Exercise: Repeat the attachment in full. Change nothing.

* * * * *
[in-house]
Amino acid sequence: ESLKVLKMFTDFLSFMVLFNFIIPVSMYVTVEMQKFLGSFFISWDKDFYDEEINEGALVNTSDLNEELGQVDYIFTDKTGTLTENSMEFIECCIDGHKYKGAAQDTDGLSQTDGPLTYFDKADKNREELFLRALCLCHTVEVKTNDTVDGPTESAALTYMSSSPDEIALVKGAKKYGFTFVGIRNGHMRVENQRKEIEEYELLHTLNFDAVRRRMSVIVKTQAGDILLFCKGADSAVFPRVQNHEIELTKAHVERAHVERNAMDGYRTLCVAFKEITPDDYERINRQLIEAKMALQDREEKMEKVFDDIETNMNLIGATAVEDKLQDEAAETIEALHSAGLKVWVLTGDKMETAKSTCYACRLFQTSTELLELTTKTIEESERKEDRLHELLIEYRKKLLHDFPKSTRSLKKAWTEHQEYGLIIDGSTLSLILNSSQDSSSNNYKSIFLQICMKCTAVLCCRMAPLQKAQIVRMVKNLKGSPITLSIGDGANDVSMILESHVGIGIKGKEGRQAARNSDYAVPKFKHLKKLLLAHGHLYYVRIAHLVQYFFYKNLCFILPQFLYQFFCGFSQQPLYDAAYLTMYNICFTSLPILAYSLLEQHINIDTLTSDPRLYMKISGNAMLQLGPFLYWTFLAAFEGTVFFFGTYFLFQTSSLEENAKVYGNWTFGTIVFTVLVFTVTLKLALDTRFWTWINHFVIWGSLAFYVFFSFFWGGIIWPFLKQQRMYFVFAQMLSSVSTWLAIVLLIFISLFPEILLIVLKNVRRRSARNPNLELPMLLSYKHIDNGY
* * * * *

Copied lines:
[in-house]
Amino acid sequence: ESLKVLKMFTDFLSFMVLFNFIIPVSMYVTVEMQKFLGSFFISWDKDFYDEEINEGALVNTSDLNEELGQVDYIFTDKTGTLTENSMEFIECCIDGHKYKGAAQDTDGLSQTDGPLTYFDKADKNREELFLRALCLCHTVEVKTNDTVDGPTESAALTYMSSSPDEIALVKGAKKYGFTFVGIRNGHMRVENQRKEIEEYELLHTLNFDAVRRRMSVIVKTQAGDILLFCKGADSAVFPRVQNHEIELTKAHVERAHVERNAMDGYRTLCVAFKEITPDDYERINRQLIEAKMALQDREEKMEKVFDDIETNMNLIGATAVEDKLQDEAAETIEALHSAGLKVWVLTGDKMETAKSTCYACRLFQTSTELLELTTKTIEESERKEDRLHELLIEYRKKLLHDFPKSTRSLKKAWTEHQEYGLIIDGSTLSLILNSSQDSSSNNYKSIFLQICMKCTAVLCCRMAPLQKAQIVRMVKNLKGSPITLSIGDGANDVSMILESHVGIGIKGKEGRQAARNSDYAVPKFKHLKKLLLAHGHLYYVRIAHLVQYFFYKNLCFILPQFLYQFFCGFSQQPLYDAAYLTMYNICFTSLPILAYSLLEQHINIDTLTSDPRLYMKISGNAMLQLGPFLYWTFLAAFEGTVFFFGTYFLFQTSSLEENAKVYGNWTFGTIVFTVLVFTVTLKLALDTRFWTWINHFVIWGSLAFYVFFSFFWGGIIWPFLKQQRMYFVFAQMLSSVSTWLAIVLLIFISLFPEILLIVLKNVRRRSARNPNLELPMLLSYKHIDNGY